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2014 Doctoral Student Awardees
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2014 DOCTORAL STUDENT AWARDEES

 

 First Place Winner - Darris Means (NC State)

Bio:
Dr. Darris Means is originally from Spartanburg, South Carolina. He graduated from Elon University in 2005 with a Bachelor of Arts degree in Political Science and Sociology. He graduated from Clemson University in May 2007 with a master's degree in Education with an emphasis in student affairs, and he completed his Ph.D. in Educational Research and Policy Analysis with a concentration in Higher Education at North Carolina State University. He has spent the past seven years working at Elon University’s Elon Academy, a college access and success program for high school and college students with a financial need and/or no family history of college. Beginning in August 2014, Means will be an Assistant Professor of College Student Affairs Administration at the University of Georgia. His research interests include college access and success for underrepresented students; the collegiate experiences of lesbian, gay, bisexual, and transgender students of color; and diversity in higher education. He is the recipient of several awards, including the Diversity Leadership Award from the Richard Riley Institute, the Bobby E. Leach Award from the Southern Association for College Student Affairs, and Elon University’s Young Alumnus of the Year.

 

 Second Place Winner - Christa Porter (UGA)

BIO: 

Dr. Christa J. Porter is an Assistant Professor in Higher, Adult, and Lifelong Education (HALE) and Coordinator of the Student Affairs Administration Masters program at Michigan State University. Dr. Porter’s varied administrative background includes experiences in residence life, fraternity and sorority life, multicultural affairs, career services, research and assessment, leadership development, student activities/organizations, TRIO programs, and support services for underrepresented students who hold majors in science, technology, engineering, and math (STEM). She has served in various settings such as small private institutions, both large and small public institutions, and a women’s college. Her research focuses on the identity development of Black undergraduate women, qualitative research design and methodology, and assessment in student affairs and higher education. Dr. Porter received her Ph.D. in Counseling and Student Personnel Services at the University of Georgia, her MA in Higher Education from the University of Maryland, College Park, and her BA in Social Relations from Michigan State University.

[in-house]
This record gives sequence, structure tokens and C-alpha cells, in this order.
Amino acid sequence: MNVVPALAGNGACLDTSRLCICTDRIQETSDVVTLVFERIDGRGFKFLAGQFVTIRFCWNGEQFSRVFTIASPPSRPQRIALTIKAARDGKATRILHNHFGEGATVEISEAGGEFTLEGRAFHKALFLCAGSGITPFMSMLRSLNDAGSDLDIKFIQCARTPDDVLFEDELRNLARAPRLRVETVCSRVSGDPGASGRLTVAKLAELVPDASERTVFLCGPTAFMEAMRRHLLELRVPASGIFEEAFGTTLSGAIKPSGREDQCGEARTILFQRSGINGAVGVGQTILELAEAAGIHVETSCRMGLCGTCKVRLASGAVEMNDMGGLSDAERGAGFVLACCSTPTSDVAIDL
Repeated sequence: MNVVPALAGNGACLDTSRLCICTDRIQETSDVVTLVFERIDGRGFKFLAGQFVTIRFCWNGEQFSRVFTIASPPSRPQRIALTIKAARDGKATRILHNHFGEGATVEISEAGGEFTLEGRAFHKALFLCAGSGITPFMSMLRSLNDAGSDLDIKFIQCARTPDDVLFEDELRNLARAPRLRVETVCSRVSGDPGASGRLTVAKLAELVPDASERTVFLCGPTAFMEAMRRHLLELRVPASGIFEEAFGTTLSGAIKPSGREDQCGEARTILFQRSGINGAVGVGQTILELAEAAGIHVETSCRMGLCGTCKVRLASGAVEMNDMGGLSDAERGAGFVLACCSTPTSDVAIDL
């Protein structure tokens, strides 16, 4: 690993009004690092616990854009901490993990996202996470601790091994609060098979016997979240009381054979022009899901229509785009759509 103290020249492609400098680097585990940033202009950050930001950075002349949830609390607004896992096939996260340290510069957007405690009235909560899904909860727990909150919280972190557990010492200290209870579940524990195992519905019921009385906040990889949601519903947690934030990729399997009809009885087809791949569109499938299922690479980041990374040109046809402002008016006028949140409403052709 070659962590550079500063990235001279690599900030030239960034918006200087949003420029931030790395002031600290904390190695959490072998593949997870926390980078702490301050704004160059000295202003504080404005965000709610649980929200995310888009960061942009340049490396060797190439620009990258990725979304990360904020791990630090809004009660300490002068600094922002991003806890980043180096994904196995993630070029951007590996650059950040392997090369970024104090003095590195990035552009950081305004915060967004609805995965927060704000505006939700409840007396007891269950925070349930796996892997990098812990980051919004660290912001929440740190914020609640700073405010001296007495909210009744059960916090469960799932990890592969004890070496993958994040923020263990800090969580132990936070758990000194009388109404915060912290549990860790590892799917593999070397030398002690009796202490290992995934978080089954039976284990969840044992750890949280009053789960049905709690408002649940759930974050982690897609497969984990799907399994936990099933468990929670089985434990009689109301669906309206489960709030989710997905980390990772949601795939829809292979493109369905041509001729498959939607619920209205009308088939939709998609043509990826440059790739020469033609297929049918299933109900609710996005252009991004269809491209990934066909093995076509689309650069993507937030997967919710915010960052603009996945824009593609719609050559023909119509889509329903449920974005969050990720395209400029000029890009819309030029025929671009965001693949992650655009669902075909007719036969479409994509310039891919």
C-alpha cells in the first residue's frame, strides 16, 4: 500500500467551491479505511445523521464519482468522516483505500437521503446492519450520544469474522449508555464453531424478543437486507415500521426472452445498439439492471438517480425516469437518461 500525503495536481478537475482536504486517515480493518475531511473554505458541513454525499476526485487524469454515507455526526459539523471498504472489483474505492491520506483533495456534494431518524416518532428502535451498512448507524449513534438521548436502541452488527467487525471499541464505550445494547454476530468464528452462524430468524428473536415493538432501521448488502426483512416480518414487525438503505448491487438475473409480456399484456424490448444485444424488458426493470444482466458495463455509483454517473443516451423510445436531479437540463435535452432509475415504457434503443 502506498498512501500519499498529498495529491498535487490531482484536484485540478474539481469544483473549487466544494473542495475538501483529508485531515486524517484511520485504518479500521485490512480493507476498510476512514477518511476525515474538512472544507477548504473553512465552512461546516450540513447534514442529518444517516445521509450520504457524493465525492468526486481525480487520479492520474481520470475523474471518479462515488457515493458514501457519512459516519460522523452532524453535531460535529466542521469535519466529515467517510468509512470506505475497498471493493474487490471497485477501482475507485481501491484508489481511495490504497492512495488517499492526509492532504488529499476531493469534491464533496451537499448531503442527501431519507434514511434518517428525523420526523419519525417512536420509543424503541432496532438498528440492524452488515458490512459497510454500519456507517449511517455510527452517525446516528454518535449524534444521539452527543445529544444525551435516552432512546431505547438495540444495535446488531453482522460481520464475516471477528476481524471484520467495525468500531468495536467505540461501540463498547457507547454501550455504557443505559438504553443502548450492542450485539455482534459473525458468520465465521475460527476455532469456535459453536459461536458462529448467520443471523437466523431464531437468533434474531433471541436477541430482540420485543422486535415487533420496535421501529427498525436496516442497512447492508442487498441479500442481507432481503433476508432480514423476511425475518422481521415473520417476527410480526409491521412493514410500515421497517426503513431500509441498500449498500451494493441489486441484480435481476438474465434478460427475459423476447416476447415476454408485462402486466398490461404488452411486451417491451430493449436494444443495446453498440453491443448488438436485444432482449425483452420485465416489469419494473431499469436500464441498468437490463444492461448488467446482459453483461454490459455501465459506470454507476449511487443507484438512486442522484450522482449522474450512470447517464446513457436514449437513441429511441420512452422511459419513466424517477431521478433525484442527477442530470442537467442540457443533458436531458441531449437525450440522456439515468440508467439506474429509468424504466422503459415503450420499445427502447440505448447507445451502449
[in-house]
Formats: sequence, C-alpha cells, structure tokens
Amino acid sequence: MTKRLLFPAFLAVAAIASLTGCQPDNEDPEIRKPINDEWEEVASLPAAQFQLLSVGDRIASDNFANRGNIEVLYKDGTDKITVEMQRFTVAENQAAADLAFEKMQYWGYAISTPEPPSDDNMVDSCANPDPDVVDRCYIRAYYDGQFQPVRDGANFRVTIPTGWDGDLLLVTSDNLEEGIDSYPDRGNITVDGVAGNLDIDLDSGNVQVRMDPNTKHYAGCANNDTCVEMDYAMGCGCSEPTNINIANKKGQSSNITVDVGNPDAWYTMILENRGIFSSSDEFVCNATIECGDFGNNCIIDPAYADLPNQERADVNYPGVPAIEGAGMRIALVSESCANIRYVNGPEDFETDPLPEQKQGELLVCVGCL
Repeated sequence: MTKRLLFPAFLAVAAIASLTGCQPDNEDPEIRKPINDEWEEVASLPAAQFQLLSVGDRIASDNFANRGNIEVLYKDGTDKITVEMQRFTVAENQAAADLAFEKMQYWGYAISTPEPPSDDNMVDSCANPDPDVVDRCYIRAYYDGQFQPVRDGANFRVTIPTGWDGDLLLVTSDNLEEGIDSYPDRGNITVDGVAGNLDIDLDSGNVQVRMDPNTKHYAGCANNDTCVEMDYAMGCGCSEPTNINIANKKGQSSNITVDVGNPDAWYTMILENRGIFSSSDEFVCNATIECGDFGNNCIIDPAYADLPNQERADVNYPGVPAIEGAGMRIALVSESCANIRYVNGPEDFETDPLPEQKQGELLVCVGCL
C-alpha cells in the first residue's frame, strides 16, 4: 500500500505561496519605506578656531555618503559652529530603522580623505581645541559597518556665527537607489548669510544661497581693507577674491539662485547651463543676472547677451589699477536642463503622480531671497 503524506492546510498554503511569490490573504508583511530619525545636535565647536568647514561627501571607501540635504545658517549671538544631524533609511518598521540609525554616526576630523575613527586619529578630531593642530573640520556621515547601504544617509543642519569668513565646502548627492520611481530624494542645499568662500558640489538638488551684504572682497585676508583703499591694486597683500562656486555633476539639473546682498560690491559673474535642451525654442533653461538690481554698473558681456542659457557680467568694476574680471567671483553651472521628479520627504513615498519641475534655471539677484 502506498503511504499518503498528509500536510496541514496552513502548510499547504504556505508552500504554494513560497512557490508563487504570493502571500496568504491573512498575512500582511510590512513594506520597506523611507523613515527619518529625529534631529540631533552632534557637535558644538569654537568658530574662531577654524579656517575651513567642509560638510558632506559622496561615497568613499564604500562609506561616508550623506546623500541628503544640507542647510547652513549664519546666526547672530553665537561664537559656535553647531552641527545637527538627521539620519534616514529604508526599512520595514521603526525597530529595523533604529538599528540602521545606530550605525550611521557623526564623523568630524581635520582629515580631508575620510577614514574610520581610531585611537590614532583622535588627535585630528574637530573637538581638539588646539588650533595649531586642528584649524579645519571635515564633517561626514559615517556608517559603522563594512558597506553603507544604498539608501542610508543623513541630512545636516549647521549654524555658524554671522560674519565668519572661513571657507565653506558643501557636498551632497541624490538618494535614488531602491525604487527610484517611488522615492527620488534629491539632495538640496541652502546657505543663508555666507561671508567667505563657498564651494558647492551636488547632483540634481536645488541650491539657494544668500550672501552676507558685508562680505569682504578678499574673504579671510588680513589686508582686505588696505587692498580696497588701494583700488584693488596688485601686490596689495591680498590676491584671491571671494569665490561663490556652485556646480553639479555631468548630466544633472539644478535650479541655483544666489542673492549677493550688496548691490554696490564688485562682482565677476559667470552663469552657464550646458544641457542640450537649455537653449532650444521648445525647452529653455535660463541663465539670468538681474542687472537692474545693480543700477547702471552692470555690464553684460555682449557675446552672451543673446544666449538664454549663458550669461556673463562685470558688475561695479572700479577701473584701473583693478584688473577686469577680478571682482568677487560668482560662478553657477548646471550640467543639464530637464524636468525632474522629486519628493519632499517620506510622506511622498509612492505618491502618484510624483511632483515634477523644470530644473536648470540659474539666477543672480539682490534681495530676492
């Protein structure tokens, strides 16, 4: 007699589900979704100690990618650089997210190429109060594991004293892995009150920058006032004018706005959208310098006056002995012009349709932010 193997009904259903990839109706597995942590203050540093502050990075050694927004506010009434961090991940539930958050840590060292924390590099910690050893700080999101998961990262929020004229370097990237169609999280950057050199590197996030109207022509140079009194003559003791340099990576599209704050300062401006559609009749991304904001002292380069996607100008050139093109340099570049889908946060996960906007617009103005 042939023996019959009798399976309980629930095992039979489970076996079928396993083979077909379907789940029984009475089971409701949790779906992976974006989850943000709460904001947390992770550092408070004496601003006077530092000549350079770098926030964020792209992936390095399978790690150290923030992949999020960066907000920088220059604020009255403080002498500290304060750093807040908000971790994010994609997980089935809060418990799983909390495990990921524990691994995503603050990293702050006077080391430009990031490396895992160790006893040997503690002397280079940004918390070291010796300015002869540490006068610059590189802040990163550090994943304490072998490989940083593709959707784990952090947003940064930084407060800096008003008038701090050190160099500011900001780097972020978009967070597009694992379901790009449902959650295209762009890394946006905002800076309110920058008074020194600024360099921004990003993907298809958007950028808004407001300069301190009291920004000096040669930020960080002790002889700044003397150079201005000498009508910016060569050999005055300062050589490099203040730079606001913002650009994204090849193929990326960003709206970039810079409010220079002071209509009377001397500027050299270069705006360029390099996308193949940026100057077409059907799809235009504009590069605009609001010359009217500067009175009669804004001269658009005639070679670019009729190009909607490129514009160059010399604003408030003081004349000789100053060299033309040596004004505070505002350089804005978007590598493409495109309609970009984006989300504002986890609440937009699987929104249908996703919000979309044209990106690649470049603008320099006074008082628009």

Third Place Winner - Brian McGowan (IU-Bloomington)

Bio: 

Dr. Brian L. McGowan is an Assistant Professor of Student Affairs and Higher Education (SAHE) at Indiana State University. Brian’s research focuses on race and gender in higher education, college student development theory, and Black male college achievement and success. Prior to joining the faculty at Indiana State University, Dr. McGowan served as a project associate for the National Survey of Student Engagement (NSSE) Institute for Effective Educational Practice at Indiana University and a Residence Life Coordinator at Rutgers University.  Dr. McGowan completed a Bachelor of Music in Music Education at Old Dominion University and a Master of Arts in Higher Education and Student Affairs from The Ohio State University.  His Ph.D. in Higher Education and Student Affairs is from Indiana University.

 

 Fourth Place Winner - Stella Smith (UT Austin)

Bio:
Dr. Stella L. Smith serves as a Postdoctoral Fellow in Campus Diversity and Strategic Initiatives (CDSI), a portfolio in the Division of Diversity and Community Engagement (DDCE) at The University of Texas at Austin.  In this role, she assists with the implementation of the Division’s strategic plan; development, management, and execution of campus-wide diversity planning process; and faculty, postdoctoral fellow, and graduate student recruitment and retention initiatives. Dr. Smith earned her Ph.D. in Educational Administration with a portfolio in Women and Gender Studies from The University of Texas at Austin. Her dissertation study was a phenomenological inquiry to investigate the experiences, challenges and strategies for success of African American females in senior-level executive positions in higher at predominately white institutions. A qualitative researcher, her scholarly interests focus on African American female administrators and faculty at higher education institutions, persons of color in higher education, access to higher education for underserved populations, and P–20 educational pipeline alignment. She earned her M. A. in Organizational Management from the University of Phoenix and B.S. in Microbiology from The University of Texas at Austin.

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